Things nobody will tell you setting up a Kafka cluster

Ankur Rana
4 min readFeb 1, 2019

Setting up a Kafka cluster for a production environment is no trivial task. There are so many configurations, settings, and decisions to be taken that it’s quite difficult to understand all of them up front. Even though after going through entire confluent documentation and reading everything available about the best practices, you are bound to make mistakes and spend days, if not weeks pondering over what is going wrong and why is the cluster so unstable.

Documentation provided by confluent is indeed very good and contains everything you’ll ever need to set up a cluster. But sometimes you do miss a few things and end up learning them the hard way.

In this article, I am going to discuss some of the key points to keep in mind when setting up a Kafka cluster. Few things which we missed and had a hard time fixing up and some other things that I feel anybody can miss when setting up a cluster for the first time.

I am assuming that you already know the basics of Kafka and generally understand how to set up a cluster with Zookeeper and all.

Points :

  • Set vm.swappiness to the minimum possible value for your server type for both Kafka brokers as well as the zookeeper servers.
    Swappiness is basically Linux kernel's tendency to copy RAM contents to swap. For latency critical application such as Kafka, it's very important that unnecessary swapping of memory contents doesn’t affect its performance. You can go here to know how to do it in Ubuntu.
  • Increase the file descriptors limits to a very high value as much as 100,000.
    Kafka uses a very large number of open files when communicating with Kafka clients and the default limit per process is very low in most Linux distributions. Depending on the way you are starting your Kafka broker process, you may require different ways to increase this limit. We suffered a Kafka broker failure as the limit set was not applied to our Kafka process. Check this thread to know why. It's best to make sure that the limit is indeed applied to your process using the steps below:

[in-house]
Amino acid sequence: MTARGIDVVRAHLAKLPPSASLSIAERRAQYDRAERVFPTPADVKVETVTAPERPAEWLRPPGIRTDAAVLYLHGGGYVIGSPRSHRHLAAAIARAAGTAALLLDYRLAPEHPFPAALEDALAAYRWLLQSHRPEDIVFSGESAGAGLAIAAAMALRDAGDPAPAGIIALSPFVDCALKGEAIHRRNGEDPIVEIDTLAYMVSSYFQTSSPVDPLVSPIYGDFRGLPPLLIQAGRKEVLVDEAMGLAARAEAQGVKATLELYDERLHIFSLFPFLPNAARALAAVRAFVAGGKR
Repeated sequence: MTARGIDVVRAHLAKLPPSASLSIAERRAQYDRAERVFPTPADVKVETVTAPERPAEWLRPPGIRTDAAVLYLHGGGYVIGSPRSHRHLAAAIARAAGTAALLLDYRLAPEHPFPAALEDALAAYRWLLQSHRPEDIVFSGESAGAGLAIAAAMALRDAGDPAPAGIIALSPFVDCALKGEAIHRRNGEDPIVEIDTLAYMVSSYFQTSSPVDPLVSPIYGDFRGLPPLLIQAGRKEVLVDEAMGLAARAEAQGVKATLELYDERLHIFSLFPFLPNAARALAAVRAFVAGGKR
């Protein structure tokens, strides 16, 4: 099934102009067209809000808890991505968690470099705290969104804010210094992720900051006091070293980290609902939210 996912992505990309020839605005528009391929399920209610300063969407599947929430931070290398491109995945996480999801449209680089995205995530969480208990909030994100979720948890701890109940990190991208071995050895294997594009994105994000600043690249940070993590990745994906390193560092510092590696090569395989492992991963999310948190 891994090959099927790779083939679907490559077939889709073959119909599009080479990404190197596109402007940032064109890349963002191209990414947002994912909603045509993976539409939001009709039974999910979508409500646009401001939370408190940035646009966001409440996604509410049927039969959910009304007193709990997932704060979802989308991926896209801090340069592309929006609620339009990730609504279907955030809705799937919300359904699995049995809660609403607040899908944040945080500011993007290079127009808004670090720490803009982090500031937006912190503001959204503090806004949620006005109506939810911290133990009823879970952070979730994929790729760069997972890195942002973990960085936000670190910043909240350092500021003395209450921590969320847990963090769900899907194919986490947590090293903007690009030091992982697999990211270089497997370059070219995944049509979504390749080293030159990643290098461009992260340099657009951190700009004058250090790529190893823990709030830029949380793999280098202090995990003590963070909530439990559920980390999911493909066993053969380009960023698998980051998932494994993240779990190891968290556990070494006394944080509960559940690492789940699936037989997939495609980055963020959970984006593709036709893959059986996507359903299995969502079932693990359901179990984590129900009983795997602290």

ps ax | grep <Name of the Kafka process>
    cat /proc/{{process_id}}/limits | grep "Max open files"
  • Give at least 32 GB of RAM to your Kafka brokers.
    Kafka brokers may not require much heap as it uses memory very efficiently (maximum 5 GB), but it very well leverages Linux kernel’s page cache to keep data in RAM, instead of flushing messages to disk immediately. So typically most of your RAM would be utilized by Kafka indirectly through the kernel’s Page Cache. To know how much RAM is currently used as page cache check out the buffer/cache column of the report produced by the free -m -h command in your terminal.
  • Use multiple data log directories mounted on multiple disks.
    Kafka allows you to distribute data in multiple directories. Topic partitions are assigned to log directories in round-robin fashion during topic creation. Having multiple log directories increases parallelism and provides better throughput. Also, Increase the value of broker property to at least the number of data directories for faster brokers shutdown and startup.
  • Do not share Kafka data drives with any other application or OS filesystem.
    A typical Kafka cluster deployed would have Kafka brokers mounted with multiple throughput optimized st1 HDD drives. These disks are specially optimized for large IO requests (at least 1 Mb) and generally perform very bad with a large number of small IO requests. Adding logs or any kind of other OS filesystem will affect it’s performance adversely. It's better to use SSD for such operations.
  • Garbage Collection taking too much time may indicate other problems with the cluster. Keep it in check.
    I personally struggled a lot with GC taking too much time on our Kafka brokers, sometimes as much as 20–25%. This terribly affected cluster’s performance as producers were failing to flush messages and consumers were lagging drastically even when the load was relatively low. Since this lag increased with increase in GC, I wrongfully mapped these two and started experimenting with GC configuration without finding the root cause. I felt that maybe the default GC settings were not tuned for a production environment and kept trying different configs without much benefit. Although the complete story of struggle with this issue requires its own post, but in a gist, the real problem was that our Kafka broker was spending too much time in disk IO, and the maximum throughput we were getting was just 400 Kbps in a 40 Mbps st1 disk. Many IO requests were getting queued and thus hogging the application. All because I didn’t understand the working of an st1 drive.
  • Choose the number of topic partitions carefully.
    There are tradeoffs of choosing the number of partitions for your Kafka topics. Apart from the points discussed in the article by confluent, keep in mind that topics which could be joined in a Kafka Streams application must be co-partitioned, which means that they must have the same number of partitions to work correctly. More on this here.

We just walked through a very small set of key points that one must keep in mind when setting up a Kafka cluster. I am pretty sure that you’ll face many other weird issues of your own which will make you scratch your head just like we did. Hopefully, this article will help you avoid some of those.